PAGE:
West Africa, before civil unrest started. While the parents worked with the immigration

clinic, the children stayed in Benin, a

neighboring country, until their visas were approved.

Andrew Haile, the Humanitarian Law

Clinic’s immigration counselor, has worked on the case for the last two years.

“Victor was the petitioner in this situation

and he was a political refugee that had been

prosecuted by the Togolese government,” Haile said.

Victor and Louise

moved to the United

States with the promise they could �ile and

bring over their kids, Haile said.

“They didn’t

speak English or

“It was my �irst time seeing a family being

reunited,” Gosney said. “He just seemed so

happy to be back together with his family. It was a really inspiring moment.”

Working to bring families home “One of the most unfortunate facts of life

know anything about

for refugees is that they get separated from

getting some sort of

that they are in, but they have to leave their

immigration law,” Haile said. “This is where

legal representation

is so important. Elon

did an admirable job of stepping up and �illing the void of low cost

immigration services for refugees.”

The case was

originally �iled with Lutheran Family

Services, a non-pro�it in the triangle. When

the Greensboro of�ice closed, Elon brought

several of the workers from LFS to it’s law

school’s immigration clinic. The Messan

case lasted two years. The case was held up because of �iles being misplaced, Haile said. “In this particular case the law students

didn’t really have a big role,” Haile said. “The

case had already been �iled and the request for evidence had been taken care of by the time we got to the new clinic. We didn’t get this

case to the students, but we have lots of other cases where the students do interviews with clients, �ile petitions and handle requests for evidence.”

Two Elon Law students, Kat Gosney and

Lion To, who volunteer at the immigration

clinic were present when the Messan family

family members along the way,” Haile said.

“They are able to escape the horrible situation family members behind.”

Under United States immigration law,

refugees and those under political asylum can �ile a petition during the �irst two years for their spouse and children under 21.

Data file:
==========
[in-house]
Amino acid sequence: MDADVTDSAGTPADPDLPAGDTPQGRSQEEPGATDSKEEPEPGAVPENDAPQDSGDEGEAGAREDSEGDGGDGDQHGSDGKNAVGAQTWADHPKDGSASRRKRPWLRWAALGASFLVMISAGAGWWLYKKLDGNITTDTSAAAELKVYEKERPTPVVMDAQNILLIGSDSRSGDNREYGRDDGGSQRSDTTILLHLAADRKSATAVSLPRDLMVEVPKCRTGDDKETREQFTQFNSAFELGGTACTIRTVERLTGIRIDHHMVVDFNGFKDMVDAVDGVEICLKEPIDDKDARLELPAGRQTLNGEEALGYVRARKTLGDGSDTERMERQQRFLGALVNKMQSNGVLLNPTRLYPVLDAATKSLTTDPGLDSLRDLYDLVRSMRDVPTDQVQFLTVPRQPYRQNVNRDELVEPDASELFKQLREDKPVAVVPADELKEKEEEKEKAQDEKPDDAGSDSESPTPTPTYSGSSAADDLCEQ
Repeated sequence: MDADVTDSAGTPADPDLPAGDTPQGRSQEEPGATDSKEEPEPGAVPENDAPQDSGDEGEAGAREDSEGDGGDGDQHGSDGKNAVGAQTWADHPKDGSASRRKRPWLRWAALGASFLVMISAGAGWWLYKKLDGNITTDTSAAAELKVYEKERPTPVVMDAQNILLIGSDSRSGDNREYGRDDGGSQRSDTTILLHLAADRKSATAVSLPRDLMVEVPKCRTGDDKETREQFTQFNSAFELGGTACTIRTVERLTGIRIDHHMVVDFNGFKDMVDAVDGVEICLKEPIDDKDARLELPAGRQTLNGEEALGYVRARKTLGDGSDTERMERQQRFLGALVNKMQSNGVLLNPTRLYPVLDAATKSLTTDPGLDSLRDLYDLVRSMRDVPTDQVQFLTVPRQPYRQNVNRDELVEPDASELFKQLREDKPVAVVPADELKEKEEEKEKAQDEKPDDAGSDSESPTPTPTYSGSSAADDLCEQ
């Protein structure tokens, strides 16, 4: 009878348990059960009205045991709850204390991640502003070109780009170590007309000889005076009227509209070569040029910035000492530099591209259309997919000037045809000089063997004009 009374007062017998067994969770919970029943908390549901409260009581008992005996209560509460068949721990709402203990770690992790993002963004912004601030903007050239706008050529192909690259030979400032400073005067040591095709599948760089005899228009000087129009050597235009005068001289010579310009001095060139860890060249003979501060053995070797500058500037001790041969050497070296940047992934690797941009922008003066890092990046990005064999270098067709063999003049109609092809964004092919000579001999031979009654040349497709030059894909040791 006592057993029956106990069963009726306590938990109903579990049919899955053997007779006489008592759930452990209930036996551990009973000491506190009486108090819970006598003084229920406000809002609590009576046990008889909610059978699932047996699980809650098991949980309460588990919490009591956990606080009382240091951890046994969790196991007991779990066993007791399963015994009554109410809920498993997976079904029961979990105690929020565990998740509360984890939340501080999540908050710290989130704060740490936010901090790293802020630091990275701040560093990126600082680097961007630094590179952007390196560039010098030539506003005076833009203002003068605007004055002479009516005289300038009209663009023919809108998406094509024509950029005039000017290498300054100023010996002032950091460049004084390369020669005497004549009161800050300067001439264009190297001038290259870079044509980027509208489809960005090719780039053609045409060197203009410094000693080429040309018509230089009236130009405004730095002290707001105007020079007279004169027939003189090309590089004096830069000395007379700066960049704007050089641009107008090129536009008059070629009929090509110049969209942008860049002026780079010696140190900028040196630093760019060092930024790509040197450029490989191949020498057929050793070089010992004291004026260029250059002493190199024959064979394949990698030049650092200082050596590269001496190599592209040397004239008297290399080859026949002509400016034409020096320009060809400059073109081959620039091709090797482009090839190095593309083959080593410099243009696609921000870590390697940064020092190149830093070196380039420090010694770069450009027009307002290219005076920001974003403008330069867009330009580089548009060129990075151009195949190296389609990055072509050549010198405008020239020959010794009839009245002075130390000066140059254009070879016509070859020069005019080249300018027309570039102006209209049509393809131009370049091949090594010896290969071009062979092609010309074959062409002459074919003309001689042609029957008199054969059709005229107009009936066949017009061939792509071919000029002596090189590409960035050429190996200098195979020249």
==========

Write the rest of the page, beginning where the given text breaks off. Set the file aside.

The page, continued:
Once a refugee �iles a petition, it normally

takes a couple months for immigration

to process it and then issue a request for

evidence. At that point people at clinics, like

the immigration clinic at Elon School of Law,

will sit down with the client and brainstorm as much evidence as possible.

“Immigration cases are really needy and

involved,” Haile said. “You have to show a

marriage certi�icate and birth certi�icates

and photographs and religious records. The challenging thing is many of these refugees �led the country without these.”

Some types of evidence that the clinic

tries to �ind are money transfers, receipts and

photographs of them together. The workers at the immigration clinic also try to �ind people

in America to �ill out a sworn af�idavit, where they promise that this couple was married. The fastest case Haile has seen is nine

months and the cases can last for two or three years. There is a spread sheet devoted to

Family Reuni�ication that lists 85 bene�iciaries, which is upwards of 30 families, who are

being represented by the clinic right now. Most of these families are from an African country.

Many of the workers at the clinic are from

the Elon School of Law. There are 10 students who regularly volunteer, two full-time

paralegals and one full-time attorney at the clinic.

“The immigration is part of the law school

and students can choose to work there as

part of their courseload,” Gosney said. “We get credit for volunteering here. We get to work

on family reuni�ication cases, as well as other

cases like adjustment of status paperwork and citizenship. I wanted a chance to work in a

real clinic, I wanted to get to work with people and it is amazing to see what the clinic can do, for example, what happened with the Messan family.”

Ethiopia Chad Sudan Democratic Republic of Congo Cuba Cote D’Ivoire Uganda Ghana Kenya Burma Yemen Countries served by Elon School of Law Immigration Clinic Nepal South Africa


wednesday, december 7, 2011


Wishing in the New Year There are high hopes for the coming year – faculty, staff and students shared their wishes for Elon and their personal New Year’s resolutions. What is your New Year’s wish for Elon this year? “My wish for Elon is that our reputation will continue to grow nationwide even as we take care to hold onto what has made us a unique community all along: a place where faculty encounter students not just as minds to inform but also hearts to inspire.”

“That the university becomes an even more progressive and diverse place, and where an integrative General Studies curriculum might flourish.” – Ken Hassell ASSOCIATE PROFESSOR OF ART


“My New Year’s wish for Elon is twofold: a very successful year for our two basketball teams and a safe and happy experience for all of our students who travel abroad this year.”